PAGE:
The 3rd annual Tufts Medstart Hackathon wrapped up on Sunday, February 1st, 2015, with dozens of happy and exhausted competitors, organizers and mentors celebrating teamwork and the spirit of innovation. Participants networked, snacked on cupcakes and chocolate covered strawberries, reflecting upon their part in the first hackathon dedicated to medical education. Whether a winner or not, the competitors universally had smiles on their faces, having gained new connections, valuable collaboration skills, and the satisfaction of developing a product they were passionate about.
The weekend started with a series of talks laying out the entrenched obstacles posed by the medical education system. Medical professionals reflecting on their own experience called for solutions to preserve creative thought in medical training, improve efficiency for educators and students, and foster leadership advocating for healthcare technology research and applications. Then an introduction to tools already developed to enhance medical education were presented, made by David Best from The Doctors Channel.com (with a surprise video appearance by his dog, Elvis), Shiv Gaglani from Osmosis, Andrew Richards from ReelDx, and Jeffrey Jacobson from EnterpriseVR. The stage was set—important problems identified, and an array of tools which could be employed to solve them. With the prospect of using these technologies and APIs, competitors went off for their last full night of sleep.
Friday events kicked off with another lineup of speakers, sharing what to expect after the hackathon. Notable talks were made by Hannah Chung, co-founder of Sproutel, Inc., who recounted her struggles with prototyping and the unique demands of children with chronic disease. Ashley Reid, CEO of Wellist, who had met her technical co-founder at last year’s Medstart hackathon, spoke about the unique business challenges in healthcare and the unexpected sources of competition in the industry.
At last, it was time for the initial idea pitches—over 40 participants presented 1 minute statements encapsulating a problem they identified in medical education. Teams formed and consolidated, and a second round of 20 pitches presented more cohesive goals for achieving a solution, and needed skill sets in rounding out the team. The next 36 hours brought a scene of incessant ideating, pivoting, coding, and of course, coffee drinking. Teams separated into classrooms in the Tufts School of Medicine to develop their ideas, ranging from how to optimize continuing medical education (CME), to developing digital memory “palaces” for recalling complex collections of data. Mentors rotated in and out of the rooms, helping to focus overly broad solutions and fine tuning business plans. The pitch rehearsal on Saturday, with a 3 minute time limit, was rough. A panel of mentors sat in the audience, and unmercifully tore apart the unfinished presentations. With 18 hours left until the final pitches, the work for the teams continued to intensify.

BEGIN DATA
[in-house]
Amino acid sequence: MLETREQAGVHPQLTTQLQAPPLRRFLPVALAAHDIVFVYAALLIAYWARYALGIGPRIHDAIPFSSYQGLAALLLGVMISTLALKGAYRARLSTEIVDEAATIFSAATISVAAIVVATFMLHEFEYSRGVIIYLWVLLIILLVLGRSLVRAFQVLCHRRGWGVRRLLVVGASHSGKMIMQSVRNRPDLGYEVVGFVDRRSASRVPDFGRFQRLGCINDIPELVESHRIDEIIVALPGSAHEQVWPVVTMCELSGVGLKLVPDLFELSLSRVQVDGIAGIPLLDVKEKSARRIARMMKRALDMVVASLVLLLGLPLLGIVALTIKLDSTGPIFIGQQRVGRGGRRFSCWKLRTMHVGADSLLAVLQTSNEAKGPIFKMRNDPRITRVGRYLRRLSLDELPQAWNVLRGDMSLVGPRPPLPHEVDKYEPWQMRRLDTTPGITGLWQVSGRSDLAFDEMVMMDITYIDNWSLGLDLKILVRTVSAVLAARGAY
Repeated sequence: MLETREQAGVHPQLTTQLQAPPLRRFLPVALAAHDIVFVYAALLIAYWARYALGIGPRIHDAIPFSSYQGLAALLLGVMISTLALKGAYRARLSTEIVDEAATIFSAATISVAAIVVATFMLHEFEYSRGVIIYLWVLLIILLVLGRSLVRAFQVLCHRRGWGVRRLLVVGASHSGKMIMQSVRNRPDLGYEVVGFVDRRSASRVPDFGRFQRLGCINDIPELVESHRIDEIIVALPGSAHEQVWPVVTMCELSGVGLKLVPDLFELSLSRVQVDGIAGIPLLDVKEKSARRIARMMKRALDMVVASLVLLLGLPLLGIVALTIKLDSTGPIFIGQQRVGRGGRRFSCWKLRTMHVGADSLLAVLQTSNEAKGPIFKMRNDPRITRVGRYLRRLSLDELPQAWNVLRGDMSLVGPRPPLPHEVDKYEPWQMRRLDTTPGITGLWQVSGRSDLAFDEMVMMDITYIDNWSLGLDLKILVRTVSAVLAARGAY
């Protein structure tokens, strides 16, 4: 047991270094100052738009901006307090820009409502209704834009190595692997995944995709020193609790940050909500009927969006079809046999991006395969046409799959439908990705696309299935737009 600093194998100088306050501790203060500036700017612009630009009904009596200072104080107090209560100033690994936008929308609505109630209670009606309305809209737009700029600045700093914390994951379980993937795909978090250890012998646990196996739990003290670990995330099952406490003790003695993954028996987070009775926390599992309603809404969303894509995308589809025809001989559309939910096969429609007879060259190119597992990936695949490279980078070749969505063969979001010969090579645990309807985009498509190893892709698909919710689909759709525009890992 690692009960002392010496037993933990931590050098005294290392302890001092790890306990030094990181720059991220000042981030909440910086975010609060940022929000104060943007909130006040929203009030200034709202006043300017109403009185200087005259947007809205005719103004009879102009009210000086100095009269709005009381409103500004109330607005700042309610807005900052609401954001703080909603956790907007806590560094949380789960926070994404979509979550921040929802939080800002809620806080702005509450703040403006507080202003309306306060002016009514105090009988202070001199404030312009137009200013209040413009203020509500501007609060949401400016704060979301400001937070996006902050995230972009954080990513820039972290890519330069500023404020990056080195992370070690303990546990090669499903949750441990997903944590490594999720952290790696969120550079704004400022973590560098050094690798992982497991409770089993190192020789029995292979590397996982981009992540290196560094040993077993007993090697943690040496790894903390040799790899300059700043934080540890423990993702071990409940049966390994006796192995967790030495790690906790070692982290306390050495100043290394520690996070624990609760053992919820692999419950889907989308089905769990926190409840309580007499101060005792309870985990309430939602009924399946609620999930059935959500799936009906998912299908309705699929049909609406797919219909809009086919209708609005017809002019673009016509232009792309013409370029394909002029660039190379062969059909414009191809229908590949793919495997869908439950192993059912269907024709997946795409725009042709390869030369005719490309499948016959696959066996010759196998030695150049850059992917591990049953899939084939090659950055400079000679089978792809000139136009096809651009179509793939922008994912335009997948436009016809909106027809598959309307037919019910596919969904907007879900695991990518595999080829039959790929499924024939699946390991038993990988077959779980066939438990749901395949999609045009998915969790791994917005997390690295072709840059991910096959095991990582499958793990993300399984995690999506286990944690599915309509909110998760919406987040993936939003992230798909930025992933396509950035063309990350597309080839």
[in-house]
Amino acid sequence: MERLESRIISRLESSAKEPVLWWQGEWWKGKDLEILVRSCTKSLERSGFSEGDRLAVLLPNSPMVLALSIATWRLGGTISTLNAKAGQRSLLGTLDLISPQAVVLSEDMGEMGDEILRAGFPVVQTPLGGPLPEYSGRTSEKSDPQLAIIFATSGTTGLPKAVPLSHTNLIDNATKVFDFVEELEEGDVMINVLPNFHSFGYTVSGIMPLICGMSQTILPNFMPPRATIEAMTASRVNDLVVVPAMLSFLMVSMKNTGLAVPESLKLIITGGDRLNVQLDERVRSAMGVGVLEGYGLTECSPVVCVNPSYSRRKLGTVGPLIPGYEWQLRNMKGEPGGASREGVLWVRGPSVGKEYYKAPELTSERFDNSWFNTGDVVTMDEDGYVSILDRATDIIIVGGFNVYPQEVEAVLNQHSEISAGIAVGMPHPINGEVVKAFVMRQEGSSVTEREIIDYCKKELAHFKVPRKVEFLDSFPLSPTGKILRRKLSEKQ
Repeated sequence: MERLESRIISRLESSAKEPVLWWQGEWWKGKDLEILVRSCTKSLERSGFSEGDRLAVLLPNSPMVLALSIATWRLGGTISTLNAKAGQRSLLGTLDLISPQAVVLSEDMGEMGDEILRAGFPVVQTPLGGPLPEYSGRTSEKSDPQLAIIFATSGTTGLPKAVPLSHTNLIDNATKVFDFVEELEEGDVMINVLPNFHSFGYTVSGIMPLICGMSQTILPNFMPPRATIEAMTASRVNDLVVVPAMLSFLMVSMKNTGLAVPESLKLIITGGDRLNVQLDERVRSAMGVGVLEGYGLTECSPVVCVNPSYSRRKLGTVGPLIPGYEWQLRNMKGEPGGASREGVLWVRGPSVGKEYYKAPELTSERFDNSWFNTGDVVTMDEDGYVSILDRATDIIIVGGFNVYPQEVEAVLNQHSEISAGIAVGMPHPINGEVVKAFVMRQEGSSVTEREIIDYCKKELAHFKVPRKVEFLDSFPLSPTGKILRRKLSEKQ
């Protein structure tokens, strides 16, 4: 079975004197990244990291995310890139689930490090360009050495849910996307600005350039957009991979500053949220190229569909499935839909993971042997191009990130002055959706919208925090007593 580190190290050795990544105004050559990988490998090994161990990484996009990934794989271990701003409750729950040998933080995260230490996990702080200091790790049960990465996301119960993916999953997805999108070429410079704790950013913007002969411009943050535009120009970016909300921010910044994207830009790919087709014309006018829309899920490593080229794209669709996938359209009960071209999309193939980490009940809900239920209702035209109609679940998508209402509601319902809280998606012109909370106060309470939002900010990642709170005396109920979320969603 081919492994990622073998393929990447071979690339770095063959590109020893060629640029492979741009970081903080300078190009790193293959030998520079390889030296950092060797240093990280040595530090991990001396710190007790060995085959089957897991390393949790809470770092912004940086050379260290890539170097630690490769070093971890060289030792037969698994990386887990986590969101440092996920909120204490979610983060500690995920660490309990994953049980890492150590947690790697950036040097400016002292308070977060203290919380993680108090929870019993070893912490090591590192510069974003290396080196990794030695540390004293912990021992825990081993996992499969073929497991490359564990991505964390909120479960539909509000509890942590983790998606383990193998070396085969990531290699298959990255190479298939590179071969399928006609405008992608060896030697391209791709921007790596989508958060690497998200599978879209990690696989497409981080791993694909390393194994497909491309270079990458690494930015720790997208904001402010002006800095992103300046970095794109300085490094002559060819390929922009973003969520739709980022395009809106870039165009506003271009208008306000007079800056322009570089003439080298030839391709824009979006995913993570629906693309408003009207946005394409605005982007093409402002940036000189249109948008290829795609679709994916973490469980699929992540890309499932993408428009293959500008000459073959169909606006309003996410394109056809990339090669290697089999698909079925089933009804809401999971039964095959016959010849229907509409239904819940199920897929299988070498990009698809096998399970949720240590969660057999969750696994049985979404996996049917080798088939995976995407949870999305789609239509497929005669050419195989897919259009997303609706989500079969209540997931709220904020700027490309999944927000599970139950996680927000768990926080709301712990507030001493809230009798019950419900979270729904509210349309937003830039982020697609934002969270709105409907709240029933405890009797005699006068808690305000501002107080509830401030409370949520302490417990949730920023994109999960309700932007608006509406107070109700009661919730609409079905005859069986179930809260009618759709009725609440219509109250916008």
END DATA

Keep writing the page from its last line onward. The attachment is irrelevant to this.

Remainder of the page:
Sunday morning was met with great anticipation. As last minute pitch preparation took place, the judges filtered into the auditorium, including medical educators and representatives from Athenahealth, Boston Scientific, and Romulus Capital. Teams came down one by one for their 3 minute pitches. With an impressive improvement over the pitch rehearsals the day before, the judges had a tough task in front of them.
Deliberations involved significant debate over the judges’ favorites, but finally consensus was achieved. First place went to team SIM-VR, which utilized a virtual reality platform like the Oculus Rift with wearable diagnostics to train medical personnel to both manage stressful situations and optimize team performance in different clinical scenarios. Second place was awarded to CHEA (Chief Health Executive Assistant), a mobile app targeted towards parent of children with chronic disease, featuring daily text message questionnaires, a mobile diary and tracking software for patient symptoms, and added value of creating more streamlined office encounters. Third place went to team Uptake, who orchestrated an impressive demo of a software platform utilizing IBM’s Watson to instantaneously extract medical board questions tailored to each curricular lecture. All of these teams received a cash prize, a meeting at Romulus Capital, and incubator space to develop their product further. A special prize sponsored by Thalmic Labs for the best use of Myoband was awarded to team MoveMed, who proposed using EMG signal differentials to identify incorrect technique for using a laryngoscope during intubation, avoiding countless complications from this common medical procedure.
The big surprise for the MedStart hackathon was a special invitation for one of the winners to travel to Seoul, South Korea to compete in the Global Hackathon (http://seoul.globalhackathon.io/). With a popular vote of all the competitors, the team selected for this prize was team Uptake. The shocked faces of the team members said it all—and their excitement was shared by everyone at the event.
The Tufts Medstart hackathon embodied the power of unifying clinical, technical, and business perspectives to solve challenges in healthcare. And while these challenges may seem innumerable, and the work to solve them may seem overwhelming, events like this one show that the process can be fun and fulfilling.